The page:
Monday, June 05, 2006
Graduation Ceremony or Woodstock?
Argh. I feel a full-blown rant coming on...

Friday afternoon, Prince Charming, the Princess, and I loaded up and headed down to the Chicago suburbs to witness the graduation of my youngest sister from high school.

Now, before I get into this, I want to tell you what my own graduation from the same high school was like, so you can properly appreciate the foundation of the coming rant.

My graduation from Dundee-Crown was an event. It was held at Poplar Creek, a local outdoor open-air auditorium for summer rock concerts. There were 351 students in my graduating class. At this venue, there was plenty of seating and every seat had an excellent view of the stage. Should seating run out or guests want to make a hasty retreat, there was a grassy spot in the back where people could stand and watch or sit on blankets. Even so, they would still be able to see the goings-on.

So imagine my disgust when I drove 2.5 hours to watch my sister graduate at Carpenter Park, a nice park that used to host the local Jamboree Days (it may still, I'm just not sure), but doesn't offer much in the way of seating, stage accomodations (unless you are a jug band), sound system, or crowd control. We showed up to the venue 45 minutes early and found that we were about 8 hours late. Traffic was impossible, crowd control was non-existant, and seating was hodge-podge. Who has every heard of a BYOC Graduation (Bring Your Own Chair)?

And that's not all!

My mother had brought chairs for all of us, so we unfolded them and picked a free spot near the edge instead of treking our gear through the masses and upsetting many. Then we sat down.

But, this was apparently unwise because it meant that we couldn't see anything. In the grand tradition of fuckups, the police who were working crowd control failed to make sure that the late-coming unwashed masses respected those of us who had arrived early and come prepared. In essence, this mob was allowed to stand in front of the rest of us in lawn chairs and completely obscure the view of the stage. Not a soul behind them could see. And, of course, at this point we were trapped. We couldn't very well move somewhere else as the ceremony was already underway and that would be rude to the people who could see. We couldn't stand up ourselves, either, as that would be rude to the people behind us. What a pickle. Even so, I decided that the only thing I could do was to stand up long enough to watch my sister get her diploma, a grand total of 1 minute, maybe.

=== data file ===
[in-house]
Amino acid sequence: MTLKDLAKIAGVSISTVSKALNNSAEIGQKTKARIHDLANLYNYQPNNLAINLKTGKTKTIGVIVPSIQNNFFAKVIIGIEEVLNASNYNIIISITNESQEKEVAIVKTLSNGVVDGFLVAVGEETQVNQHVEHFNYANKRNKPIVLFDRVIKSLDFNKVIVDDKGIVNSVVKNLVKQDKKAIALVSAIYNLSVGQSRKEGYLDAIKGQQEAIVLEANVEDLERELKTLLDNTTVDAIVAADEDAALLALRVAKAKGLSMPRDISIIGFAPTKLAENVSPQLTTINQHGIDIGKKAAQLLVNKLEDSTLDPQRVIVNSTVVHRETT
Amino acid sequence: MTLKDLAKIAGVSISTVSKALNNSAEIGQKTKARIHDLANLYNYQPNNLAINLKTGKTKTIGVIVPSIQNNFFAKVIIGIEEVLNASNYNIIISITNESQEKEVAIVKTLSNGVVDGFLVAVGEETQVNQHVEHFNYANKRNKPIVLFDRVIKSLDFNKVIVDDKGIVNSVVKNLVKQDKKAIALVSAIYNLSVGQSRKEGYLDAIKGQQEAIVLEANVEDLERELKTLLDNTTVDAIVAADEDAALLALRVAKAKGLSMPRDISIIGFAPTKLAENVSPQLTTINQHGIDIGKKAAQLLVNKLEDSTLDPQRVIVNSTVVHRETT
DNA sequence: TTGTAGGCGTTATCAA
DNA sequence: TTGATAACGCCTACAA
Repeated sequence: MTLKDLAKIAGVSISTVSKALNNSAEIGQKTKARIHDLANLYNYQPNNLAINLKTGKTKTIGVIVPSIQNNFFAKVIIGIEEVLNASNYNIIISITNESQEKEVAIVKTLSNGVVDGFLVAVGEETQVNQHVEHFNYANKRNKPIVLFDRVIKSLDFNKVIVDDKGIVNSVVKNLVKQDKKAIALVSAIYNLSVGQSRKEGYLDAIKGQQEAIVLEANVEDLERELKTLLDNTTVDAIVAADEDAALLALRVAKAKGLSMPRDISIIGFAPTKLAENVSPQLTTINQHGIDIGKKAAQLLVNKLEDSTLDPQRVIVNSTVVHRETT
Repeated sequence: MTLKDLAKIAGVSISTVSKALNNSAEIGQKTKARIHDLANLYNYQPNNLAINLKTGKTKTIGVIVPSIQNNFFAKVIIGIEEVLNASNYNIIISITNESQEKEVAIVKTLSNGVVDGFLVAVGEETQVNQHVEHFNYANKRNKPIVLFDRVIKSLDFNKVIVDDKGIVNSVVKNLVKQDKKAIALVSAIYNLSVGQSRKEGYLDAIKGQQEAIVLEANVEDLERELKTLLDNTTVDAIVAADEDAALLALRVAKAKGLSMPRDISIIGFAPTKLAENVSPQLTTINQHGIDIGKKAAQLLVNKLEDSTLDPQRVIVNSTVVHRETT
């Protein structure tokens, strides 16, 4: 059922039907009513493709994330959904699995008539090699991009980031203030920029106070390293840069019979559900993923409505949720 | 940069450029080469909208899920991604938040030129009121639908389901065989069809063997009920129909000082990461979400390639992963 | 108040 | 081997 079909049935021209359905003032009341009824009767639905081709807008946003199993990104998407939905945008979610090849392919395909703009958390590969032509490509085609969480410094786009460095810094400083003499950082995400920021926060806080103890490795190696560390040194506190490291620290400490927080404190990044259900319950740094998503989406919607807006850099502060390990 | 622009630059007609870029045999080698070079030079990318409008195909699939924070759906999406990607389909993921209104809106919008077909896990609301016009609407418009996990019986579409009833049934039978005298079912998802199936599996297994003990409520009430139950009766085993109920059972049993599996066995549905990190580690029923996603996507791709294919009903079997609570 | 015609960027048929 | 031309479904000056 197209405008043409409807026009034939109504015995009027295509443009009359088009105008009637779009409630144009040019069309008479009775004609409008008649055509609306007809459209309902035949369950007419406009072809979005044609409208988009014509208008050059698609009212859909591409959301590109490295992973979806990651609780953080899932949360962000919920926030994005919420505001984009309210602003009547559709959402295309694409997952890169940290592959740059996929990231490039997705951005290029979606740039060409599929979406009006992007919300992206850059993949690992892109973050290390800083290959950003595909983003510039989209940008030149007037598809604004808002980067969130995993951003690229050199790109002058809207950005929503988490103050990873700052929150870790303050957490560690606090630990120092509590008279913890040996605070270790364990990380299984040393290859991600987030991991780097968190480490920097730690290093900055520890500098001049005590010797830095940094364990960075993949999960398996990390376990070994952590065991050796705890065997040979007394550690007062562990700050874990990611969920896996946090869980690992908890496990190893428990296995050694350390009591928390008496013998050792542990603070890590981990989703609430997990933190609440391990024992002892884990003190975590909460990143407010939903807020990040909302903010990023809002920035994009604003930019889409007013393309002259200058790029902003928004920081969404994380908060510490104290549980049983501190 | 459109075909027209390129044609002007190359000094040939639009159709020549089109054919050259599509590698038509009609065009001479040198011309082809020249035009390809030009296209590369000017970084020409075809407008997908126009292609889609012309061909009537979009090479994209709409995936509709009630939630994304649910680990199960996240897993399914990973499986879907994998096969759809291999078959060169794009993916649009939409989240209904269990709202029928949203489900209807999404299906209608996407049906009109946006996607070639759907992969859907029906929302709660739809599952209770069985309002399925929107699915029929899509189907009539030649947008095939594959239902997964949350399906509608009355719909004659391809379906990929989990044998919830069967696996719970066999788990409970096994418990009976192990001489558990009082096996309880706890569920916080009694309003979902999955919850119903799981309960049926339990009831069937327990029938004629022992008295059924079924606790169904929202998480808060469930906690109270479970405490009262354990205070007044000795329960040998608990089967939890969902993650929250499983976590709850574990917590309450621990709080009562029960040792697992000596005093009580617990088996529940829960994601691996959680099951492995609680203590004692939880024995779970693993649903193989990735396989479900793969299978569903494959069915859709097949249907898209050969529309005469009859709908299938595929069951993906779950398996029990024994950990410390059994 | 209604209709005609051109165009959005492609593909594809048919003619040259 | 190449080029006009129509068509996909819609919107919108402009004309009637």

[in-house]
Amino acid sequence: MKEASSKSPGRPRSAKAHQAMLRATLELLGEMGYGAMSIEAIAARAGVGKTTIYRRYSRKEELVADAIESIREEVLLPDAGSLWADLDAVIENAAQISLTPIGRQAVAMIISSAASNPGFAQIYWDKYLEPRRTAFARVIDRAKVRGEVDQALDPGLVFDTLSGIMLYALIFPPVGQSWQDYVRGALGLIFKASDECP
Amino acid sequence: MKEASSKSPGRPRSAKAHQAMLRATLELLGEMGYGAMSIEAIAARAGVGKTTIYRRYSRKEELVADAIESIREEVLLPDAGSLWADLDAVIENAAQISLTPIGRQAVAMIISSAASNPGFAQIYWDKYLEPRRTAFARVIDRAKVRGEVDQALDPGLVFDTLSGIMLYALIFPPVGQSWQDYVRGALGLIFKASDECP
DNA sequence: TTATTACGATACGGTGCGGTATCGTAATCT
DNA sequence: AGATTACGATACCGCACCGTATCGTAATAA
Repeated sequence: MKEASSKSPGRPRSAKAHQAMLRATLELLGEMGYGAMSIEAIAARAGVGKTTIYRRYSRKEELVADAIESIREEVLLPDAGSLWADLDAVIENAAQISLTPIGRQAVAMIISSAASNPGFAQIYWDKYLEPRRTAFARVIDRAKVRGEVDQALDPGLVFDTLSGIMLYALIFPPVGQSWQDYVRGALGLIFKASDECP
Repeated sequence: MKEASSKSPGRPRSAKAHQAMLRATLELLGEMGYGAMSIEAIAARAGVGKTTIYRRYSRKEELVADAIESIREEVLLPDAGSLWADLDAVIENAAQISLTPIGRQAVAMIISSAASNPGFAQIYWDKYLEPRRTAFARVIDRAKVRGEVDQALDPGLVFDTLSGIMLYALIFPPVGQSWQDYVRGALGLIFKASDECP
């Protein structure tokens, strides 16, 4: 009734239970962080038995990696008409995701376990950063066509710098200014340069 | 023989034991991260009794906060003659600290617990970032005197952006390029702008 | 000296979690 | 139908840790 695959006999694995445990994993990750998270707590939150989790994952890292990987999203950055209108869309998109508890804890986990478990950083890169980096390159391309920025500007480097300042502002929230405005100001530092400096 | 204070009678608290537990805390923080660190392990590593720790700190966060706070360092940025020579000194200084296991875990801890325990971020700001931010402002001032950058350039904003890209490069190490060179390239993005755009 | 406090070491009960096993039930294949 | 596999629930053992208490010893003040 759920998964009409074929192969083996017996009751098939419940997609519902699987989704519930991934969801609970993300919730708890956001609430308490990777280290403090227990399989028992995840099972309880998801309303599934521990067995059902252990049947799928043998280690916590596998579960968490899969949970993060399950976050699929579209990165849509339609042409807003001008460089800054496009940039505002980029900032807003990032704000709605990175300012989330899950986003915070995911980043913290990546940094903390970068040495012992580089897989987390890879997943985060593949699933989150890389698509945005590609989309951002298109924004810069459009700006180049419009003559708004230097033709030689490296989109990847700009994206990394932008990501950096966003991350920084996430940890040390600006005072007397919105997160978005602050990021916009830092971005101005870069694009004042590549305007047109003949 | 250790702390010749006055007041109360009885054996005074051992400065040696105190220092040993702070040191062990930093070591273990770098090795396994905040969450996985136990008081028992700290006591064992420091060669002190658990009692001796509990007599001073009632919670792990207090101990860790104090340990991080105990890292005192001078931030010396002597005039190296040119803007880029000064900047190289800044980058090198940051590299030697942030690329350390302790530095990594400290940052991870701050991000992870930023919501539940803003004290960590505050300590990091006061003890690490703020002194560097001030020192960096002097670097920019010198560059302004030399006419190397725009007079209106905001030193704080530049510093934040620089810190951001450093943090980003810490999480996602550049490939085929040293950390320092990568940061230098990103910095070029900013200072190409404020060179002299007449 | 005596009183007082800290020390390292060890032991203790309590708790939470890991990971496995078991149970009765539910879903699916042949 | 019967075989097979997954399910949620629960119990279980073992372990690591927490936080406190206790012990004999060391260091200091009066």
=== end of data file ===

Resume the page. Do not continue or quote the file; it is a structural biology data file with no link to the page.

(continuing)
And I felt guilty doing that much!

But the crowd of people who were above the general rules of conduct and courtesy couldn't be stopped. We tried sending the cop over there to get them to sit down, but he was unable to get anything done. So were the school administrators. It was a nightmare. The crowd of seated people were not happy and finally started shouting "Down in Front!" to the rude standing people. Oh, I should have mentioned. They weren't just standing, they were also talking, laughing, guffawing, and making so much noise you couldn't hear the speakers. It was exceedingly vexing. Finally one of the dolts in front says to the general area behind him, "What? You can't see?" He moved two steps left and said, "How about now?" Then came the deafening roar of an answer, "NOOOOOO!"

So, he moved another step left, but since there were at least 40 people in front of him it did no good whatsoever except to piss people off further.

For our part, we decided it was ridiculous to stay if the school didn't have more respect for people than that, so we packed up our gear somewhere in the middle of the "M's" and left. I should say that since my sister's class had over 600 people in it, this was staying for a large majority of the ceremony.

But that's not all. Oh, no!

In addition to the large number of incredibly rude people, there was also a general lack of appreciation for the grandeur of the event. It was more like Woodstock than a graduation. I saw a man wearing a wife-beater, for cripe's sake! People were running around in the middle of the ceremony, walking in front of and between seated polite viewers, barefoot and acting like it was half-time at a Mamas and Papas Concert. I was appalled! There was no request for general courtesy from the administrators of the event. No request to "hold your applause and celebration until the end." It was out of control. People were not dressed in deference and respect. They were behaving like asses at Happy Hour. It was revolting. They were disrespectful to everyone else there, but more importantly they failed to respect the graduates themselves.

Which, in my opinion, is unforgivable.
posted by Phoenix | 9:13 AM


At 5:47 PM, Blogger Bill Bell said...

You wrote: "I saw a man wearing a wife-beater, for cripe's sake!"

What, my dear Phoenix, is a "wife-beater"? No, I do not wish to acquire one. I merely want to know what it is.



At 3:12 PM, Anonymous Anonymous said...

Oh, poor Phoenix! (and poor Taylor!) It is sad to hear that our alma mater has reached this point of depravity. Could they "really" find no place better than Carpenter Park? Even the football field would have been better. I hope that, despite the rudeness of the masses, your sister was still able to enjoy her graduation a little bit. By the way that is a great cake you made! Good job!


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